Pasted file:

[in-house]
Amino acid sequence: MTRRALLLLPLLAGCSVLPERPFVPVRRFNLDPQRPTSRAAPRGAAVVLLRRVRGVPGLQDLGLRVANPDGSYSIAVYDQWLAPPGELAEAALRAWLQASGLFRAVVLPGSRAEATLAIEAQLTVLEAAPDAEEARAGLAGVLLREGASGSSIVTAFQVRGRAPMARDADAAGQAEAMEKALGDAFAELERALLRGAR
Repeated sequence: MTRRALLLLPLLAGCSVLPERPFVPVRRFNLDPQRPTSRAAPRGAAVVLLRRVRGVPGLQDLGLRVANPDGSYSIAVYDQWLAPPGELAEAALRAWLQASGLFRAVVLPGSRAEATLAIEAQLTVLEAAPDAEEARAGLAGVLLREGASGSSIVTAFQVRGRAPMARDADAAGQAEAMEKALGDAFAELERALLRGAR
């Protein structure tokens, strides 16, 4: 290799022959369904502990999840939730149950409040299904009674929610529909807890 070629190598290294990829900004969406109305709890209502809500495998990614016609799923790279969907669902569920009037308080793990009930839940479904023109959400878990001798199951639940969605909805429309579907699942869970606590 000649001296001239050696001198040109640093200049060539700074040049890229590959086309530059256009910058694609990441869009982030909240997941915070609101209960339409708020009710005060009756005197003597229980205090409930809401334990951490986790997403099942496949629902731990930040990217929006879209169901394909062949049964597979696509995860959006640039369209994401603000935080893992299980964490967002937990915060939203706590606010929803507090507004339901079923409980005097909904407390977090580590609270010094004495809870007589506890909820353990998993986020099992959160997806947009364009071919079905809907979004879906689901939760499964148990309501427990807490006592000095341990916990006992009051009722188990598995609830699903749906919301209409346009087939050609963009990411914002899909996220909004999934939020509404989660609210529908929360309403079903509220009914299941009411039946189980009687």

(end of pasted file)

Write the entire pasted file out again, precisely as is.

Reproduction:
[in-house]
Amino acid sequence: MTRRALLLLPLLAGCSVLPERPFVPVRRFNLDPQRPTSRAAPRGAAVVLLRRVRGVPGLQDLGLRVANPDGSYSIAVYDQWLAPPGELAEAALRAWLQASGLFRAVVLPGSRAEATLAIEAQLTVLEAAPDAEEARAGLAGVLLREGASGSSIVTAFQVRGRAPMARDADAAGQAEAMEKALGDAFAELERALLRGAR
Repeated sequence: MTRRALLLLPLLAGCSVLPERPFVPVRRFNLDPQRPTSRAAPRGAAVVLLRRVRGVPGLQDLGLRVANPDGSYSIAVYDQWLAPPGELAEAALRAWLQASGLFRAVVLPGSRAEATLAIEAQLTVLEAAPDAEEARAGLAGVLLREGASGSSIVTAFQVRGRAPMARDADAAGQAEAMEKALGDAFAELERALLRGAR
């Protein structure tokens, strides 16, 4: 290799022959369904502990999840939730149950409040299904009674929610529909807890 070629190598290294990829900004969406109305709890209502809500495998990614016609799923790279969907669902569920009037308080793990009930839940479904023109959400878990001798199951639940969605909805429309579907699942869970606590 000649001296001239050696001198040109640093200049060539700074040049890229590959086309530059256009910058694609990441869009982030909240997941915070609101209960339409708020009710005060009756005197003597229980205090409930809401334990951490986790997403099942496949629902731990930040990217929006879209169901394909062949049964597979696509995860959006640039369209994401603000935080893992299980964490967002937990915060939203706590606010929803507090507004339901079923409980005097909904407390977090580590609270010094004495809870007589506890909820353990998993986020099992959160997806947009364009071919079905809907979004879906689901939760499964148990309501427990807490006592000095341990916990006992009051009722188990598995609830699903749906919301209409346009087939050609963009990411914002899909996220909004999934939020509404989660609210529908929360309403079903509220009914299941009411039946189980009687």